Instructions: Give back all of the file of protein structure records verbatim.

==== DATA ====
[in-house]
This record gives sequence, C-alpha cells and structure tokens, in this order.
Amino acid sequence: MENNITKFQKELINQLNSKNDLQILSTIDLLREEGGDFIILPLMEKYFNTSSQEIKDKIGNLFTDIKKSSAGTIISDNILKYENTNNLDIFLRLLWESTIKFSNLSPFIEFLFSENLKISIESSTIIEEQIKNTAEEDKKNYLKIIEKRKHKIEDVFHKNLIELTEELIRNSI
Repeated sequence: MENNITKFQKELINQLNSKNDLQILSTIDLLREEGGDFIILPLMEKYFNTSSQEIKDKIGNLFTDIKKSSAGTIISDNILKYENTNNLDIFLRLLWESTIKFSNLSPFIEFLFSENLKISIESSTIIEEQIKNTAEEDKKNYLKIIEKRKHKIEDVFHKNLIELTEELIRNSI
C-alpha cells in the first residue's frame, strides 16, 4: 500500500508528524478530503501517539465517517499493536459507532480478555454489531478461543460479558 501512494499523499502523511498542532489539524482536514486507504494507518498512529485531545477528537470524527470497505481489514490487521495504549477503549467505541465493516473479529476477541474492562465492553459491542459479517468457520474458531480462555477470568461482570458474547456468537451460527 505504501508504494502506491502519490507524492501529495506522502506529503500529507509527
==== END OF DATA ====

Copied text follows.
[in-house]
This record gives sequence, C-alpha cells and structure tokens, in this order.
Amino acid sequence: MENNITKFQKELINQLNSKNDLQILSTIDLLREEGGDFIILPLMEKYFNTSSQEIKDKIGNLFTDIKKSSAGTIISDNILKYENTNNLDIFLRLLWESTIKFSNLSPFIEFLFSENLKISIESSTIIEEQIKNTAEEDKKNYLKIIEKRKHKIEDVFHKNLIELTEELIRNSI
Repeated sequence: MENNITKFQKELINQLNSKNDLQILSTIDLLREEGGDFIILPLMEKYFNTSSQEIKDKIGNLFTDIKKSSAGTIISDNILKYENTNNLDIFLRLLWESTIKFSNLSPFIEFLFSENLKISIESSTIIEEQIKNTAEEDKKNYLKIIEKRKHKIEDVFHKNLIELTEELIRNSI
C-alpha cells in the first residue's frame, strides 16, 4: 500500500508528524478530503501517539465517517499493536459507532480478555454489531478461543460479558 501512494499523499502523511498542532489539524482536514486507504494507518498512529485531545477528537470524527470497505481489514490487521495504549477503549467505541465493516473479529476477541474492562465492553459491542459479517468457520474458531480462555477470568461482570458474547456468537451460527 505504501508504494502506491502519490507524492501529495506522502506529503500529507509527